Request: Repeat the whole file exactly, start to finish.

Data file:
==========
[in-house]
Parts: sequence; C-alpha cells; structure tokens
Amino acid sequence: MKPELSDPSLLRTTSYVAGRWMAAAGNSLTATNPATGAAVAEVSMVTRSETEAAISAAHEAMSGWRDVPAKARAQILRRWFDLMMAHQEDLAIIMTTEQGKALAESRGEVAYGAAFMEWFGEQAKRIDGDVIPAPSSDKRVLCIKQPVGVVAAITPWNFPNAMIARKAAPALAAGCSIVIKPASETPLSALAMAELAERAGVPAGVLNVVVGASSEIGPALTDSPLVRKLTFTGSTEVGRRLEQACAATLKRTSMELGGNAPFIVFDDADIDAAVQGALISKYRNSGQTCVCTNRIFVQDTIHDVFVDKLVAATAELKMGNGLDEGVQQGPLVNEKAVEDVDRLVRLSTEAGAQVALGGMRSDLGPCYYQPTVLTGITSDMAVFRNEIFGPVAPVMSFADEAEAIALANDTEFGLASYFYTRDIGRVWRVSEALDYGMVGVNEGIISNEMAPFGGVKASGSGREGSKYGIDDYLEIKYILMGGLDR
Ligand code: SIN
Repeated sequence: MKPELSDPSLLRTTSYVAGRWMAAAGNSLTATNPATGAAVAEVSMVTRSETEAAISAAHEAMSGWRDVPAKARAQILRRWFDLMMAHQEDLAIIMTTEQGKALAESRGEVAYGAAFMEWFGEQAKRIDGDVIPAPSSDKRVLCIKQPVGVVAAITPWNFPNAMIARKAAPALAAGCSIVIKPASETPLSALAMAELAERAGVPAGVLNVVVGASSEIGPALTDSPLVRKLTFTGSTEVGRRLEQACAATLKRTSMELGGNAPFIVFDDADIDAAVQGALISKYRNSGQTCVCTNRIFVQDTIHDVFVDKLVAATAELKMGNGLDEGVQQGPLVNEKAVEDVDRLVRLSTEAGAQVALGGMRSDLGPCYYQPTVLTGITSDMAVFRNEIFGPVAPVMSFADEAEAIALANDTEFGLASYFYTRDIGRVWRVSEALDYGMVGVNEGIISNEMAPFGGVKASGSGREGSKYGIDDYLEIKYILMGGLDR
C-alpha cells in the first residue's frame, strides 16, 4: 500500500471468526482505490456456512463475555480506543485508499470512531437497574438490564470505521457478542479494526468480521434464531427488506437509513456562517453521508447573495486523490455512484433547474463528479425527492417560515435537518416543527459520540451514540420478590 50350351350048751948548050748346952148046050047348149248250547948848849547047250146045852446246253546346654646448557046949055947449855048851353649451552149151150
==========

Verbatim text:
[in-house]
Parts: sequence; C-alpha cells; structure tokens
Amino acid sequence: MKPELSDPSLLRTTSYVAGRWMAAAGNSLTATNPATGAAVAEVSMVTRSETEAAISAAHEAMSGWRDVPAKARAQILRRWFDLMMAHQEDLAIIMTTEQGKALAESRGEVAYGAAFMEWFGEQAKRIDGDVIPAPSSDKRVLCIKQPVGVVAAITPWNFPNAMIARKAAPALAAGCSIVIKPASETPLSALAMAELAERAGVPAGVLNVVVGASSEIGPALTDSPLVRKLTFTGSTEVGRRLEQACAATLKRTSMELGGNAPFIVFDDADIDAAVQGALISKYRNSGQTCVCTNRIFVQDTIHDVFVDKLVAATAELKMGNGLDEGVQQGPLVNEKAVEDVDRLVRLSTEAGAQVALGGMRSDLGPCYYQPTVLTGITSDMAVFRNEIFGPVAPVMSFADEAEAIALANDTEFGLASYFYTRDIGRVWRVSEALDYGMVGVNEGIISNEMAPFGGVKASGSGREGSKYGIDDYLEIKYILMGGLDR
Ligand code: SIN
Repeated sequence: MKPELSDPSLLRTTSYVAGRWMAAAGNSLTATNPATGAAVAEVSMVTRSETEAAISAAHEAMSGWRDVPAKARAQILRRWFDLMMAHQEDLAIIMTTEQGKALAESRGEVAYGAAFMEWFGEQAKRIDGDVIPAPSSDKRVLCIKQPVGVVAAITPWNFPNAMIARKAAPALAAGCSIVIKPASETPLSALAMAELAERAGVPAGVLNVVVGASSEIGPALTDSPLVRKLTFTGSTEVGRRLEQACAATLKRTSMELGGNAPFIVFDDADIDAAVQGALISKYRNSGQTCVCTNRIFVQDTIHDVFVDKLVAATAELKMGNGLDEGVQQGPLVNEKAVEDVDRLVRLSTEAGAQVALGGMRSDLGPCYYQPTVLTGITSDMAVFRNEIFGPVAPVMSFADEAEAIALANDTEFGLASYFYTRDIGRVWRVSEALDYGMVGVNEGIISNEMAPFGGVKASGSGREGSKYGIDDYLEIKYILMGGLDR
C-alpha cells in the first residue's frame, strides 16, 4: 500500500471468526482505490456456512463475555480506543485508499470512531437497574438490564470505521457478542479494526468480521434464531427488506437509513456562517453521508447573495486523490455512484433547474463528479425527492417560515435537518416543527459520540451514540420478590 50350351350048751948548050748346952148046050047348149248250547948848849547047250146045852446246253546346654646448557046949055947449855048851353649451552149151150